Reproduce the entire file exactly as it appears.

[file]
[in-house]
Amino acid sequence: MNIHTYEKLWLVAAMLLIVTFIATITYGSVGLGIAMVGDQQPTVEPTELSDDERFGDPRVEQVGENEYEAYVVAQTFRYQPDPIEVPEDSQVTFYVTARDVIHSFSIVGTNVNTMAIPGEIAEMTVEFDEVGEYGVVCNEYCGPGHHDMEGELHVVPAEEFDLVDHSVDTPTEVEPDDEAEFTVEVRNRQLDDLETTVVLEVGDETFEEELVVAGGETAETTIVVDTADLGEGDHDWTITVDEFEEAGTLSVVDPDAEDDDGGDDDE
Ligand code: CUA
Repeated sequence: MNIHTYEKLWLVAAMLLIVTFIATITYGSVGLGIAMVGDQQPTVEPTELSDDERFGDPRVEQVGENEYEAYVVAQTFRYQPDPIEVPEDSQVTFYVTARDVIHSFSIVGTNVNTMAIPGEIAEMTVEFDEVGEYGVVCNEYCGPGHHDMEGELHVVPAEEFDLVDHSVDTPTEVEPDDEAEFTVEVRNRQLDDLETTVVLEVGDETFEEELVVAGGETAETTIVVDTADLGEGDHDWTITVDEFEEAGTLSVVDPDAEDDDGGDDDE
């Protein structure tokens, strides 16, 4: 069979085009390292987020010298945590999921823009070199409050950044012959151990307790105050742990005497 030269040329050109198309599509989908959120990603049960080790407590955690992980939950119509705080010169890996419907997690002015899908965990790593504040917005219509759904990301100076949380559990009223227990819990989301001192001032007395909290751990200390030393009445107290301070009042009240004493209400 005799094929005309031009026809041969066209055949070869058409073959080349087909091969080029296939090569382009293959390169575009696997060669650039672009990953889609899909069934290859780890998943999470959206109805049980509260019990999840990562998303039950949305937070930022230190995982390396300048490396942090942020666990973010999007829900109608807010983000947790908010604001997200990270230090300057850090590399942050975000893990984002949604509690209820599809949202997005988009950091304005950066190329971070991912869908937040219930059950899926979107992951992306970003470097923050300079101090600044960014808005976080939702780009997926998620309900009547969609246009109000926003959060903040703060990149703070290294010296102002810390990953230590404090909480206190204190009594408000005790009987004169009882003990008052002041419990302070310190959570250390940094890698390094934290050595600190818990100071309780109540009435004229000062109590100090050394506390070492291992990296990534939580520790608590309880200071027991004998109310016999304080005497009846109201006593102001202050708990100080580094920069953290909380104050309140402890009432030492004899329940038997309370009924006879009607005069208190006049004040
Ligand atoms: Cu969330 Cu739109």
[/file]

[in-house]
Amino acid sequence: MNIHTYEKLWLVAAMLLIVTFIATITYGSVGLGIAMVGDQQPTVEPTELSDDERFGDPRVEQVGENEYEAYVVAQTFRYQPDPIEVPEDSQVTFYVTARDVIHSFSIVGTNVNTMAIPGEIAEMTVEFDEVGEYGVVCNEYCGPGHHDMEGELHVVPAEEFDLVDHSVDTPTEVEPDDEAEFTVEVRNRQLDDLETTVVLEVGDETFEEELVVAGGETAETTIVVDTADLGEGDHDWTITVDEFEEAGTLSVVDPDAEDDDGGDDDE
Ligand code: CUA
Repeated sequence: MNIHTYEKLWLVAAMLLIVTFIATITYGSVGLGIAMVGDQQPTVEPTELSDDERFGDPRVEQVGENEYEAYVVAQTFRYQPDPIEVPEDSQVTFYVTARDVIHSFSIVGTNVNTMAIPGEIAEMTVEFDEVGEYGVVCNEYCGPGHHDMEGELHVVPAEEFDLVDHSVDTPTEVEPDDEAEFTVEVRNRQLDDLETTVVLEVGDETFEEELVVAGGETAETTIVVDTADLGEGDHDWTITVDEFEEAGTLSVVDPDAEDDDGGDDDE
């Protein structure tokens, strides 16, 4: 069979085009390292987020010298945590999921823009070199409050950044012959151990307790105050742990005497 030269040329050109198309599509989908959120990603049960080790407590955690992980939950119509705080010169890996419907997690002015899908965990790593504040917005219509759904990301100076949380559990009223227990819990989301001192001032007395909290751990200390030393009445107290301070009042009240004493209400 005799094929005309031009026809041969066209055949070869058409073959080349087909091969080029296939090569382009293959390169575009696997060669650039672009990953889609899909069934290859780890998943999470959206109805049980509260019990999840990562998303039950949305937070930022230190995982390396300048490396942090942020666990973010999007829900109608807010983000947790908010604001997200990270230090300057850090590399942050975000893990984002949604509690209820599809949202997005988009950091304005950066190329971070991912869908937040219930059950899926979107992951992306970003470097923050300079101090600044960014808005976080939702780009997926998620309900009547969609246009109000926003959060903040703060990149703070290294010296102002810390990953230590404090909480206190204190009594408000005790009987004169009882003990008052002041419990302070310190959570250390940094890698390094934290050595600190818990100071309780109540009435004229000062109590100090050394506390070492291992990296990534939580520790608590309880200071027991004998109310016999304080005497009846109201006593102001202050708990100080580094920069953290909380104050309140402890009432030492004899329940038997309370009924006879009607005069208190006049004040
Ligand atoms: Cu969330 Cu739109």